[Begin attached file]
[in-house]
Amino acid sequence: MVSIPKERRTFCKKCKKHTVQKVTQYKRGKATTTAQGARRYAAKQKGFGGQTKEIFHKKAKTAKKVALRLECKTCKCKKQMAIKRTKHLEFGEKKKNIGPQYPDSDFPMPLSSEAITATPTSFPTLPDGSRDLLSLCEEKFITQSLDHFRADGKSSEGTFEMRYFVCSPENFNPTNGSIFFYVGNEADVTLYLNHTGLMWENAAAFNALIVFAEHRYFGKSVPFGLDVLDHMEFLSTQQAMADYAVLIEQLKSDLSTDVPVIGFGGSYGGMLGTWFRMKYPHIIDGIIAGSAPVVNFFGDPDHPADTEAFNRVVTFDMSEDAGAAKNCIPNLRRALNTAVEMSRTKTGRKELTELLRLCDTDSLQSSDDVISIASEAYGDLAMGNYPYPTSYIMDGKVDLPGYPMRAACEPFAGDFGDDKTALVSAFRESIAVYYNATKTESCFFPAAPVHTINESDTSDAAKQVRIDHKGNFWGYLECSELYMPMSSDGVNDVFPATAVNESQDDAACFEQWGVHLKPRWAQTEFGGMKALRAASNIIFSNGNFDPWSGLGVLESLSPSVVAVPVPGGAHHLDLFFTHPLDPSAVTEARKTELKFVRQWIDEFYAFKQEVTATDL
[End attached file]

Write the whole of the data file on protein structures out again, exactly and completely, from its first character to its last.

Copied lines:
[in-house]
Amino acid sequence: MVSIPKERRTFCKKCKKHTVQKVTQYKRGKATTTAQGARRYAAKQKGFGGQTKEIFHKKAKTAKKVALRLECKTCKCKKQMAIKRTKHLEFGEKKKNIGPQYPDSDFPMPLSSEAITATPTSFPTLPDGSRDLLSLCEEKFITQSLDHFRADGKSSEGTFEMRYFVCSPENFNPTNGSIFFYVGNEADVTLYLNHTGLMWENAAAFNALIVFAEHRYFGKSVPFGLDVLDHMEFLSTQQAMADYAVLIEQLKSDLSTDVPVIGFGGSYGGMLGTWFRMKYPHIIDGIIAGSAPVVNFFGDPDHPADTEAFNRVVTFDMSEDAGAAKNCIPNLRRALNTAVEMSRTKTGRKELTELLRLCDTDSLQSSDDVISIASEAYGDLAMGNYPYPTSYIMDGKVDLPGYPMRAACEPFAGDFGDDKTALVSAFRESIAVYYNATKTESCFFPAAPVHTINESDTSDAAKQVRIDHKGNFWGYLECSELYMPMSSDGVNDVFPATAVNESQDDAACFEQWGVHLKPRWAQTEFGGMKALRAASNIIFSNGNFDPWSGLGVLESLSPSVVAVPVPGGAHHLDLFFTHPLDPSAVTEARKTELKFVRQWIDEFYAFKQEVTATDL